This essay is based on "Explaining the Pattern of Secured Credit," 111 Harvard Law Review 625 (1997) and "Strategy and Force in the Liquidation of Secured Debt," 96 Michigan Law Review 159 (1997).
Secured credit is a dominant feature of the U.S. economy: institutional lenders (including federally insured depository institutions, insurance companies and nonbank finance companies) in this country currently hold more than $2 trillion dollars of secured debt. Although the practice of secured lending is widespread, we know astonishingly little about what motivates commercial borrowers and lenders to use secured credit. Conventional wisdom offers an answer that seems obvious. Lenders take collateral because it provides a method of ensuring repayment ii the borrower defaults. The converse, of course, is that borrowers grant collateral because it lowers the interest rates that they must pay to their lenders as compensation for the money that they borrow. Thus, the commonplace answer focuses on force: a grant of collateral to a lender enhances the lender's ability to collect its debt by enhancing the lender's ability to take possession of the collateral by force and sell it to satisfy the debt.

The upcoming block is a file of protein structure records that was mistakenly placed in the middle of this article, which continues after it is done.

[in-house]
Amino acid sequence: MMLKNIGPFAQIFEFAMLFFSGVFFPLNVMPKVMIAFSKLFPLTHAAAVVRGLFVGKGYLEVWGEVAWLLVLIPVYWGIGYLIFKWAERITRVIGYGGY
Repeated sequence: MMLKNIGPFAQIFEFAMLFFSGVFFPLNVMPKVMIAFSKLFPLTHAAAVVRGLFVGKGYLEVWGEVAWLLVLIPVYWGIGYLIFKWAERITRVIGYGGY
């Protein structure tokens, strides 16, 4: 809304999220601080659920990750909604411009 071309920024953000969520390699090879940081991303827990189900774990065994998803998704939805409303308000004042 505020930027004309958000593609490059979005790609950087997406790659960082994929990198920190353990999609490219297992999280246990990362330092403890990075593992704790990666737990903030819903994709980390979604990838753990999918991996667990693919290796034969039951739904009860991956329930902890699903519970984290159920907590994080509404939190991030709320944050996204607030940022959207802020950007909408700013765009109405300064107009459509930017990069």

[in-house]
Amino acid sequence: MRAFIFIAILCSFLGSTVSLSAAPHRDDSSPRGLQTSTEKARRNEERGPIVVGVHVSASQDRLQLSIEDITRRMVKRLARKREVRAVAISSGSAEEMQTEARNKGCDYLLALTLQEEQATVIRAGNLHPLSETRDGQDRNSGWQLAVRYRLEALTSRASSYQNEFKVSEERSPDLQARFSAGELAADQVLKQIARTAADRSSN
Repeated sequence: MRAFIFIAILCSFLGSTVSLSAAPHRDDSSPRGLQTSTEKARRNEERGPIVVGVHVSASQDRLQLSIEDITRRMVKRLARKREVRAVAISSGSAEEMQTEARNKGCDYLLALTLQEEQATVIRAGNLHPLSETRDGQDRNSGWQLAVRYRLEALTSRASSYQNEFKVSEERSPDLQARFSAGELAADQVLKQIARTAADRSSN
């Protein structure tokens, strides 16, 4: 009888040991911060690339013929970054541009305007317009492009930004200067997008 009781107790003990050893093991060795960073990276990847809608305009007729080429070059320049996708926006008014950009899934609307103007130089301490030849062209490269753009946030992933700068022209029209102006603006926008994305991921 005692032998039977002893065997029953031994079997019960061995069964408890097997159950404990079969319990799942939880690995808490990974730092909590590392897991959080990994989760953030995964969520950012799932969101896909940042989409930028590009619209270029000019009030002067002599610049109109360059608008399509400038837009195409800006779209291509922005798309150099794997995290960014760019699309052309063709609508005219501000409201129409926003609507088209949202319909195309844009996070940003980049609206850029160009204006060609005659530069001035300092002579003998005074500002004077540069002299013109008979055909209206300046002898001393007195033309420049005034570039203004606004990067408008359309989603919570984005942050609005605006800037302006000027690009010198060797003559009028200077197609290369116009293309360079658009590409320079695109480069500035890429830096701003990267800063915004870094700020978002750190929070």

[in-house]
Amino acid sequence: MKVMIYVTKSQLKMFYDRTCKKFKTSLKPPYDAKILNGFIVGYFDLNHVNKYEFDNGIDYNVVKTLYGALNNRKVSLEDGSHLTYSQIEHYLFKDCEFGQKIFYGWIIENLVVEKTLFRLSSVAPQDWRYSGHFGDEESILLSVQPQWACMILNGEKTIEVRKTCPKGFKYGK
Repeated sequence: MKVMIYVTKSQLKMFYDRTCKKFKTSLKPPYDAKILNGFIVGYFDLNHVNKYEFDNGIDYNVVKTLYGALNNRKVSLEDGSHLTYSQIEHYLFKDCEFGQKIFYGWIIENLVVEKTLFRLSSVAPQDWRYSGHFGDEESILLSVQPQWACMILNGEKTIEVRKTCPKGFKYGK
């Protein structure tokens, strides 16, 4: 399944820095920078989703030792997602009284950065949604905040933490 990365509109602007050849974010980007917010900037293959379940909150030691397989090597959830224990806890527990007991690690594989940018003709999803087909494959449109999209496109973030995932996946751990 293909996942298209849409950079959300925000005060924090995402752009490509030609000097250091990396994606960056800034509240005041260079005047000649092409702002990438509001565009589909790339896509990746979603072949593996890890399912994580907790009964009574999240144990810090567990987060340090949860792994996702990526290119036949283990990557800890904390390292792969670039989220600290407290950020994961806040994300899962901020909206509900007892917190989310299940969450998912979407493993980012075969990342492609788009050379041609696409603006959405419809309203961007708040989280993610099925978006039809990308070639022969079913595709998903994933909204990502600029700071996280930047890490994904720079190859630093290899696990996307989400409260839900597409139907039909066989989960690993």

Ronald J. Mann,
Why Secured Credit?,
Law Quadrangle (formerly Law Quad Notes)
Available at: https://repository.law.umich.edu/lqnotes/vol41/iss1/8